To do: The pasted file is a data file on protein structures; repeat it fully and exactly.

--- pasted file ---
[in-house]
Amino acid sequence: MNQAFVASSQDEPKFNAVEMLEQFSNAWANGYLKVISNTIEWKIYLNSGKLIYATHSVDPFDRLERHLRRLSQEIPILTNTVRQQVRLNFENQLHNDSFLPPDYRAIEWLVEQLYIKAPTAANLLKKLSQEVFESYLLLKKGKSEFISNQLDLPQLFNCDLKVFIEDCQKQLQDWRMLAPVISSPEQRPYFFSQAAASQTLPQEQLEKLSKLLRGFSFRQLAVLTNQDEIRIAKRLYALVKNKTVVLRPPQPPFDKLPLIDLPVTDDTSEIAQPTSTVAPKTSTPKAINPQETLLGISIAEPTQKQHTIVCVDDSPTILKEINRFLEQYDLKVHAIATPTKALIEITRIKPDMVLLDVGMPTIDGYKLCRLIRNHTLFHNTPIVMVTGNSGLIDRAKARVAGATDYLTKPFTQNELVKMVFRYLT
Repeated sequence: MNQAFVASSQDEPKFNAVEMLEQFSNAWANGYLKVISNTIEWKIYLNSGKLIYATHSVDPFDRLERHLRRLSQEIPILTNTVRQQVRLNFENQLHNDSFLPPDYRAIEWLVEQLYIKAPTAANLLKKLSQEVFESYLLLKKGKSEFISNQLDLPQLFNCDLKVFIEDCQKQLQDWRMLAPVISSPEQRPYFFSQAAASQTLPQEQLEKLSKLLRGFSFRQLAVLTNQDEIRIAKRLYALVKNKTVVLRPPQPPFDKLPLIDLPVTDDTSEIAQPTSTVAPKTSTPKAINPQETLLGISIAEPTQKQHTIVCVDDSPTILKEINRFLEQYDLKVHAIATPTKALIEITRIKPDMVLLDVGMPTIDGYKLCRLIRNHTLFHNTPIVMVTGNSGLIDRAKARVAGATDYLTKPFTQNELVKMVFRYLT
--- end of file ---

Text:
[in-house]
Amino acid sequence: MNQAFVASSQDEPKFNAVEMLEQFSNAWANGYLKVISNTIEWKIYLNSGKLIYATHSVDPFDRLERHLRRLSQEIPILTNTVRQQVRLNFENQLHNDSFLPPDYRAIEWLVEQLYIKAPTAANLLKKLSQEVFESYLLLKKGKSEFISNQLDLPQLFNCDLKVFIEDCQKQLQDWRMLAPVISSPEQRPYFFSQAAASQTLPQEQLEKLSKLLRGFSFRQLAVLTNQDEIRIAKRLYALVKNKTVVLRPPQPPFDKLPLIDLPVTDDTSEIAQPTSTVAPKTSTPKAINPQETLLGISIAEPTQKQHTIVCVDDSPTILKEINRFLEQYDLKVHAIATPTKALIEITRIKPDMVLLDVGMPTIDGYKLCRLIRNHTLFHNTPIVMVTGNSGLIDRAKARVAGATDYLTKPFTQNELVKMVFRYLT
Repeated sequence: MNQAFVASSQDEPKFNAVEMLEQFSNAWANGYLKVISNTIEWKIYLNSGKLIYATHSVDPFDRLERHLRRLSQEIPILTNTVRQQVRLNFENQLHNDSFLPPDYRAIEWLVEQLYIKAPTAANLLKKLSQEVFESYLLLKKGKSEFISNQLDLPQLFNCDLKVFIEDCQKQLQDWRMLAPVISSPEQRPYFFSQAAASQTLPQEQLEKLSKLLRGFSFRQLAVLTNQDEIRIAKRLYALVKNKTVVLRPPQPPFDKLPLIDLPVTDDTSEIAQPTSTVAPKTSTPKAINPQETLLGISIAEPTQKQHTIVCVDDSPTILKEINRFLEQYDLKVHAIATPTKALIEITRIKPDMVLLDVGMPTIDGYKLCRLIRNHTLFHNTPIVMVTGNSGLIDRAKARVAGATDYLTKPFTQNELVKMVFRYLT